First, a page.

A landmark Oklahoma court decision holding a major drugmaker responsible for its part in the opioid addiction crisis is catching the attention of the growing legion of U.S. lawyers trying to hold fossils accountable for their role in the climate crisis.
“The reason is this: Both the cases against pharmaceutical makers and those against the fossil fuel firms are founded on the same legal theory — that the companies’ sale of allegedly harmful products is creating a crisis for which they are financially responsible,” the Washington Post explains.
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In the US$572-million decision against Johnson & Johnson late last month, Cleveland County District Judge Thad Balkman found that “defendants’ actions caused harm, and those harms are the kinds recognized by [state law] because those actions annoyed, injured, or endangered the comfort, repose, health, or safety of Oklahomans.” Which parallels the arguments that climate lawyers and their clients are trying to build against oil and gas companies.
“A number of state, county, and city governments from Rhode Island to California are bringing lawsuits against firms like ExxonMobil, Chevron, Dutch Royal Shell ,and BP under the theory that the carbon dioxide their products put into the atmosphere has also created a public nuisance by contributing to climate change,” the Post states. “If successful, the lawsuits could put oil companies on the hook to pay billions of dollars to local governments contending with the cost of higher seas, hotter summers, and other effects of elevated greenhouse gases.”
The Post notes that the definition of public nuisance varies by jurisdiction, but usual ranges to local annoyances like blaring music, dangerous dogs that aren’t on a leash, or shooting off fireworks. But Balkman’s acceptance of a “more expansive view of public nuisance put forward by the state of Oklahoma in the opioid case is good news to those making similar arguments against oil companies.”
“This will be a useful precedent to point to,” said David Bookbinder, chief counsel at the Niskanen Center, who’s currently working with two counties and a city in Colorado.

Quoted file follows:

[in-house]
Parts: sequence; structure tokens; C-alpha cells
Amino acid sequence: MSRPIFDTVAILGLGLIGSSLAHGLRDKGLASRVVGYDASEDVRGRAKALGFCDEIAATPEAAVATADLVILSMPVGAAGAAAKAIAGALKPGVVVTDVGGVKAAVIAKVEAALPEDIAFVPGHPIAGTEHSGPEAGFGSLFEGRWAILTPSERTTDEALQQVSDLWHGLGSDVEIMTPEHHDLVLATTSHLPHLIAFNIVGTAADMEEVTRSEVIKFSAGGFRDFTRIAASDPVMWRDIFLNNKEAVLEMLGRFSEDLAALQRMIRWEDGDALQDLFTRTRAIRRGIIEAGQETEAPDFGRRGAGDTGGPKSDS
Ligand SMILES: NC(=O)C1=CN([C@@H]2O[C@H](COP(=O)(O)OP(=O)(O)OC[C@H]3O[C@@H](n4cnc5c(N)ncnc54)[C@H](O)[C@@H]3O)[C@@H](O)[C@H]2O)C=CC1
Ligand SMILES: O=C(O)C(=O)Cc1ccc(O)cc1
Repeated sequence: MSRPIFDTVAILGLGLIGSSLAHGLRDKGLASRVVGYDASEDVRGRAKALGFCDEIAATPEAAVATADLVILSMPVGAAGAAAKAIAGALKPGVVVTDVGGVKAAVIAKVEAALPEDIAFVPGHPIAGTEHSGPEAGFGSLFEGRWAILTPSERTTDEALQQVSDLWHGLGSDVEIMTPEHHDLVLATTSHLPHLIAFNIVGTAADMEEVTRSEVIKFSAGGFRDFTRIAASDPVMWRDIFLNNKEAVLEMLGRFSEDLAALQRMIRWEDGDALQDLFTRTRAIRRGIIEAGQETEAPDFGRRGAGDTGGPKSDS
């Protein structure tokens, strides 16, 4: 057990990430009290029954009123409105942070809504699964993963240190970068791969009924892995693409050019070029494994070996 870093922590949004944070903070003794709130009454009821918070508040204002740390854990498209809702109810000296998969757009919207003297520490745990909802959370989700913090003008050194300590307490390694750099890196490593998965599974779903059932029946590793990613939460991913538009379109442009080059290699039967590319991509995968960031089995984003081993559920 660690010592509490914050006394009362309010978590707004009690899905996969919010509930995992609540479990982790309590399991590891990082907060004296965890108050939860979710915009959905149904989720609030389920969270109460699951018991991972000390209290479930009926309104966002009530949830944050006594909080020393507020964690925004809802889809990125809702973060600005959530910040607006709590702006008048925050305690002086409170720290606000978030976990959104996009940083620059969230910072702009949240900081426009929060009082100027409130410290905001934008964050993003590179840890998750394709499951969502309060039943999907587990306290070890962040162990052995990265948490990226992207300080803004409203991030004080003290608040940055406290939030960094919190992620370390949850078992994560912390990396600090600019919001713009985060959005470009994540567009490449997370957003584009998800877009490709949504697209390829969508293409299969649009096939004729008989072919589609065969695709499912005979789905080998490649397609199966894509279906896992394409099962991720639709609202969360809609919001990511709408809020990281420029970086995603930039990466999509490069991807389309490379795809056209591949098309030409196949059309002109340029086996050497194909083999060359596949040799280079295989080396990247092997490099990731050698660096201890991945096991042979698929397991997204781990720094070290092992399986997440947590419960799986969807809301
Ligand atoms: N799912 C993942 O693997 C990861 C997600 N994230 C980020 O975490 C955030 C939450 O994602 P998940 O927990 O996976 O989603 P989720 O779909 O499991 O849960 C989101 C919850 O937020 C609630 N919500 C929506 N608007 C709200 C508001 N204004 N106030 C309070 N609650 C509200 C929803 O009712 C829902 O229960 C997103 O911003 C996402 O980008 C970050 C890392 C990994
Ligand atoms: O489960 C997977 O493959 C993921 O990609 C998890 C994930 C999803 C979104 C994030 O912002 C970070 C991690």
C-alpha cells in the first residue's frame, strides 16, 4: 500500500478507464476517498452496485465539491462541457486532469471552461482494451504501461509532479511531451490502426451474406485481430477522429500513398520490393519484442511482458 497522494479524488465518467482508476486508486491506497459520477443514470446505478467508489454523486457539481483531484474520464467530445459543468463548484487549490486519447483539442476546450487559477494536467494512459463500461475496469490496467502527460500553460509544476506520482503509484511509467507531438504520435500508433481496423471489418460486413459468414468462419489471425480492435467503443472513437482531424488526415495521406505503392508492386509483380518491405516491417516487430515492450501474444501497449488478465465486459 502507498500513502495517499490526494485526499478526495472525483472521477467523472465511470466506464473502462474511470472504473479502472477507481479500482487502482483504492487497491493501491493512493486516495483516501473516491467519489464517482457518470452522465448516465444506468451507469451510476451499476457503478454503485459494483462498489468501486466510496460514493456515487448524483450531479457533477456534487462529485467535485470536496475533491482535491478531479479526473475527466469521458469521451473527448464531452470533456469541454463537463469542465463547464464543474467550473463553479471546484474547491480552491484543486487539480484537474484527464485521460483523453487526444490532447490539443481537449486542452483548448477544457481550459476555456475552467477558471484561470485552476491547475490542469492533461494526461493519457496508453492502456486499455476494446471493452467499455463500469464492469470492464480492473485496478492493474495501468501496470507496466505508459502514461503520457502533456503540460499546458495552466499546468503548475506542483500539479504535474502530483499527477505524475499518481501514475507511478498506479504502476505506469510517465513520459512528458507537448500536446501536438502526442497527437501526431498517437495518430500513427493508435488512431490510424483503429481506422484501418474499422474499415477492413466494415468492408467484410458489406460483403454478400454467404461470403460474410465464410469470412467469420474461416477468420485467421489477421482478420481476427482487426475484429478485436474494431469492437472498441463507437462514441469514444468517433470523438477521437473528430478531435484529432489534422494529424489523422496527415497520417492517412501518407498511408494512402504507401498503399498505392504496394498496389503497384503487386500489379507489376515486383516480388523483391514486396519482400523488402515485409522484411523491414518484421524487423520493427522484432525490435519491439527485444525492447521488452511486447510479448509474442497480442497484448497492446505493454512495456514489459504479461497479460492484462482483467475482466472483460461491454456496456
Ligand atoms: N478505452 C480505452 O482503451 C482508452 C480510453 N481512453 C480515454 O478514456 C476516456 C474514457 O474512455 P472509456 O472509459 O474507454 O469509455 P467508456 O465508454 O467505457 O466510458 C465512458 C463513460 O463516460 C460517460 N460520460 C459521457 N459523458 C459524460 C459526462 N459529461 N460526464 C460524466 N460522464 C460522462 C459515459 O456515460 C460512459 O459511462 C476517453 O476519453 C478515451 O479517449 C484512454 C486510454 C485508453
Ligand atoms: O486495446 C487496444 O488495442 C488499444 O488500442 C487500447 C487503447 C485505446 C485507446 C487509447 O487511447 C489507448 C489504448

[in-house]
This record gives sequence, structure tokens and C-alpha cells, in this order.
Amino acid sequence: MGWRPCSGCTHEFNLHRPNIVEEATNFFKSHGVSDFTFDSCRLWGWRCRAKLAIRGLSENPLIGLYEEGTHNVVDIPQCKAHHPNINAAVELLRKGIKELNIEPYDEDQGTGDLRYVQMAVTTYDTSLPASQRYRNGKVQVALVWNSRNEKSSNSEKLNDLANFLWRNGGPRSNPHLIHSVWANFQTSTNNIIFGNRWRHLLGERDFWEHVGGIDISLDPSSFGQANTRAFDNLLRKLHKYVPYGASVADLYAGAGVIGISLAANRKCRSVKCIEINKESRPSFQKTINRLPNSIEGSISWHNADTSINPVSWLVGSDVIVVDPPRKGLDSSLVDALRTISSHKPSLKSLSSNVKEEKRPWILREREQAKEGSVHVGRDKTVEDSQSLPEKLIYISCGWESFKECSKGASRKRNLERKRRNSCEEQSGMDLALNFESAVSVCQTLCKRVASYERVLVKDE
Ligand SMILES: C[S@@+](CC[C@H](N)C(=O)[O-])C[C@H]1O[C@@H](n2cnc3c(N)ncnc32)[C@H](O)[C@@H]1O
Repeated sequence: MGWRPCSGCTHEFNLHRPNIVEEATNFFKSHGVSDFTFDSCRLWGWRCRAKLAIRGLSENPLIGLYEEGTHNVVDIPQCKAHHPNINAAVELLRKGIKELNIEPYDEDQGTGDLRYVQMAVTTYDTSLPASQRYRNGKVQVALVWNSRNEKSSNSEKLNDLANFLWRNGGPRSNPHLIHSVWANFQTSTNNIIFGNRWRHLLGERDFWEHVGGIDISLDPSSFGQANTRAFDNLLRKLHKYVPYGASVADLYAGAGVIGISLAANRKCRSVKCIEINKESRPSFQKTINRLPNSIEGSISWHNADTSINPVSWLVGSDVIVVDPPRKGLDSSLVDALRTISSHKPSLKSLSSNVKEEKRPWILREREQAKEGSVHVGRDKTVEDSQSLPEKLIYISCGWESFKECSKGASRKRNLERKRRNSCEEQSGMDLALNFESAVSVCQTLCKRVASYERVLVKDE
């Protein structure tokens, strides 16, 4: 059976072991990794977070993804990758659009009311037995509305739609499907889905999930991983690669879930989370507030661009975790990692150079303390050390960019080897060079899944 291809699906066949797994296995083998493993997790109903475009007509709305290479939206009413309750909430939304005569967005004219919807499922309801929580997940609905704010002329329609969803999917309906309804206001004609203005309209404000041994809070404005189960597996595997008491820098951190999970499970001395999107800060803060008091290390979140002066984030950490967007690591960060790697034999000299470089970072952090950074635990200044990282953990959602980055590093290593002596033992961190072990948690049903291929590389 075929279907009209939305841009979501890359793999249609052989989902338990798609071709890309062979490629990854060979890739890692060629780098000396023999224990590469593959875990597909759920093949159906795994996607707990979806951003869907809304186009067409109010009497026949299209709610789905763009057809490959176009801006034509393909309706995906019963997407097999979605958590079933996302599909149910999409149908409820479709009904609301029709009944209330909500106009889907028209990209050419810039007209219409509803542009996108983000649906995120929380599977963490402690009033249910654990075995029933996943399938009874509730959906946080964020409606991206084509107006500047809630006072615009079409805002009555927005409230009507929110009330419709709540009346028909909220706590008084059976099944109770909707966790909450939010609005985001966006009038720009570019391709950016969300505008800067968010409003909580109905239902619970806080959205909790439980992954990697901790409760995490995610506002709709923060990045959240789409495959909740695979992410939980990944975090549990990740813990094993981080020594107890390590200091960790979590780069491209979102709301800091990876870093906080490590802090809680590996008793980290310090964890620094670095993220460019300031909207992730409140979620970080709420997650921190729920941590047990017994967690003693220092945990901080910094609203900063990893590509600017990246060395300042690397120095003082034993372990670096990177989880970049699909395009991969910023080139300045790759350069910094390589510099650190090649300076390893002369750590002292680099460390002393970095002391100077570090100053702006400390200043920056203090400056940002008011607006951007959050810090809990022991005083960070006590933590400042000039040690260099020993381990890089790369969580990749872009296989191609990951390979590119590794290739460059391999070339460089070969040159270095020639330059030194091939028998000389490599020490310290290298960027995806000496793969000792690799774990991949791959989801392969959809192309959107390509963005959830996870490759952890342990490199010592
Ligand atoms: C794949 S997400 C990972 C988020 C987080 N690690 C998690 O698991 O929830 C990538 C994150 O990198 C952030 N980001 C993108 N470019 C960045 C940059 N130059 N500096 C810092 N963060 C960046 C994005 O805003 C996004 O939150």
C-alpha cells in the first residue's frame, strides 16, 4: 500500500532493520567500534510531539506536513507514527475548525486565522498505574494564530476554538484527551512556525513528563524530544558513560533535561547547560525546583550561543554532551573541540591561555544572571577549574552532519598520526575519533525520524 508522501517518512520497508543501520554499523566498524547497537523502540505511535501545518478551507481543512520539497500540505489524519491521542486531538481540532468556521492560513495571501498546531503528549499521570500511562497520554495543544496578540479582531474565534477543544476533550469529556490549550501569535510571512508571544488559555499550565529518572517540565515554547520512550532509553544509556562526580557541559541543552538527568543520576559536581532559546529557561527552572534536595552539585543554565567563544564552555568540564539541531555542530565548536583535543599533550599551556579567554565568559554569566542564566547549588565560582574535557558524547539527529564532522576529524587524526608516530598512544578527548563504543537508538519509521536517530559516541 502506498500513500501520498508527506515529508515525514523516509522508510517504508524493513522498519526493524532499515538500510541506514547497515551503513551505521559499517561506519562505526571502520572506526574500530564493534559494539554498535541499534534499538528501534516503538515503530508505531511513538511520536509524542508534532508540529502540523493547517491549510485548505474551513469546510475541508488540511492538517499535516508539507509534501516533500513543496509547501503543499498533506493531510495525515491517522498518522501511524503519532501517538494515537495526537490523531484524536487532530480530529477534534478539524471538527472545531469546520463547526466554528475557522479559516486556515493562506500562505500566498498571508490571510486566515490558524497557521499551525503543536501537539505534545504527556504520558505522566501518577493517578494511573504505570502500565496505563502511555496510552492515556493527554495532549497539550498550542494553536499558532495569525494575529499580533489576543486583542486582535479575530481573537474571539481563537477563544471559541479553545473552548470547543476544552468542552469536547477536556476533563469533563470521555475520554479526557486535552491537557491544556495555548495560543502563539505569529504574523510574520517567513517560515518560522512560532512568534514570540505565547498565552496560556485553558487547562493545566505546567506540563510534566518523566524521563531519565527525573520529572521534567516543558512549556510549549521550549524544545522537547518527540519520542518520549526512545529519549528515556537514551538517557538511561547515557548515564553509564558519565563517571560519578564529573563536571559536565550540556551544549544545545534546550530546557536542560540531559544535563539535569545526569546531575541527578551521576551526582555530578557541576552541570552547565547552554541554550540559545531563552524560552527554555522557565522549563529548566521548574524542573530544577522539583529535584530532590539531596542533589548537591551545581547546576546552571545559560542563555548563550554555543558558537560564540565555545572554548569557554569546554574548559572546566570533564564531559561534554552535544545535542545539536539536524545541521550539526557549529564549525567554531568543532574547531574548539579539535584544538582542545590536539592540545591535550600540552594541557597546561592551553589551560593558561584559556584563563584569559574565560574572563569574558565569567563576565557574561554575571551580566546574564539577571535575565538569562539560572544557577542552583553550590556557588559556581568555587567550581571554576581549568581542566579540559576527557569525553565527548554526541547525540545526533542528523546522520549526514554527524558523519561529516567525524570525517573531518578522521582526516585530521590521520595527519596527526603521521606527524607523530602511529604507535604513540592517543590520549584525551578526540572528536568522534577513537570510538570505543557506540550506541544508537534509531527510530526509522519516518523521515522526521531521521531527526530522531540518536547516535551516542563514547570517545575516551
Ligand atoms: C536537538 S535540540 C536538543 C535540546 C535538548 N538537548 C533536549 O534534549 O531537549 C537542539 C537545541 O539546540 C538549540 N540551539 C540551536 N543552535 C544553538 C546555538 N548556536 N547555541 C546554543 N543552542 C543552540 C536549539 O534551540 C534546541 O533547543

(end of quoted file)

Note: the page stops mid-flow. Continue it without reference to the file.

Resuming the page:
The challenge is to take a global problem in which every consumer everywhere has a hand and link it back to specific fossil companies. “A molecule of carbon dioxide is literally around the world in seven days after it is produced and is effectively severed from its source,” said fossil attorney Scott Segal of Bracewell LLP. “Using the courts to address climate change stretches the application of nuisance law beyond its snapping point. Instead, issues like carbon emissions are more appropriately left to the legislative and regulatory process.”
However, “Bookbinder points out that Johnson & Johnson’s share of opioid sales in Oklahoma was less than 1% of the market, according to the company itself, yet it still lost in state court,” the Post writes. “Johnson & Johnson denies any wrongdoing and said it would appeal.”
Even with the Oklahoma decision in hand, the Post says there’s no certainty that public nuisance law will become a productive path for legal action against the fossil industry. A loss in the Oklahoma case “would have been a potentially devastating state court precedent for the climate change public nuisance cases now pending in state courts,” but “the converse is not true,” explained Harvard University environmental law professor Richard Lazarus. “A favourable ruling is certainly good news for the climate public nuisance plaintiffs, but the remaining lift necessary for the climate plaintiffs to prevail remains considerable.”
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